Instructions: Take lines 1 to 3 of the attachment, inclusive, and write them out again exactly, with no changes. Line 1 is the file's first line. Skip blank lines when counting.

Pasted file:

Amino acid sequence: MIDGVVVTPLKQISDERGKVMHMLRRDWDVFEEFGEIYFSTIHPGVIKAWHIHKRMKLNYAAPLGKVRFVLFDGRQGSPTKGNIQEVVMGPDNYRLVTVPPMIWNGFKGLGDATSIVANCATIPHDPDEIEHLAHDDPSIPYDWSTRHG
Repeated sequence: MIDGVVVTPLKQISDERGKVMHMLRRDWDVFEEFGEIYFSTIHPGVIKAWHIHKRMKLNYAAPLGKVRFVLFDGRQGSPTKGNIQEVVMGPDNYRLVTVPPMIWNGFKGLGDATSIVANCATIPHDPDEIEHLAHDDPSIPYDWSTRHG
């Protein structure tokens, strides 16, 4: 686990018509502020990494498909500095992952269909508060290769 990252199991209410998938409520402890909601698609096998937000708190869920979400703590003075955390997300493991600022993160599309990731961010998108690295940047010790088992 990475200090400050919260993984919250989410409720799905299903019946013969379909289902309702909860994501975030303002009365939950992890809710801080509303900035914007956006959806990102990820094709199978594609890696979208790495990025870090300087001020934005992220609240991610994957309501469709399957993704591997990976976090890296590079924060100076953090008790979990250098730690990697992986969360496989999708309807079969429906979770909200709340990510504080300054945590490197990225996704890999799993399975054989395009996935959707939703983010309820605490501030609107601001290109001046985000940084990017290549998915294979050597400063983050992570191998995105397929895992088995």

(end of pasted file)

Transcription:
Amino acid sequence: MIDGVVVTPLKQISDERGKVMHMLRRDWDVFEEFGEIYFSTIHPGVIKAWHIHKRMKLNYAAPLGKVRFVLFDGRQGSPTKGNIQEVVMGPDNYRLVTVPPMIWNGFKGLGDATSIVANCATIPHDPDEIEHLAHDDPSIPYDWSTRHG
Repeated sequence: MIDGVVVTPLKQISDERGKVMHMLRRDWDVFEEFGEIYFSTIHPGVIKAWHIHKRMKLNYAAPLGKVRFVLFDGRQGSPTKGNIQEVVMGPDNYRLVTVPPMIWNGFKGLGDATSIVANCATIPHDPDEIEHLAHDDPSIPYDWSTRHG
């Protein structure tokens, strides 16, 4: 686990018509502020990494498909500095992952269909508060290769 990252199991209410998938409520402890909601698609096998937000708190869920979400703590003075955390997300493991600022993160599309990731961010998108690295940047010790088992 990475200090400050919260993984919250989410409720799905299903019946013969379909289902309702909860994501975030303002009365939950992890809710801080509303900035914007956006959806990102990820094709199978594609890696979208790495990025870090300087001020934005992220609240991610994957309501469709399957993704591997990976976090890296590079924060100076953090008790979990250098730690990697992986969360496989999708309807079969429906979770909200709340990510504080300054945590490197990225996704890999799993399975054989395009996935959707939703983010309820605490501030609107601001290109001046985000940084990017290549998915294979050597400063983050992570191998995105397929895992088995």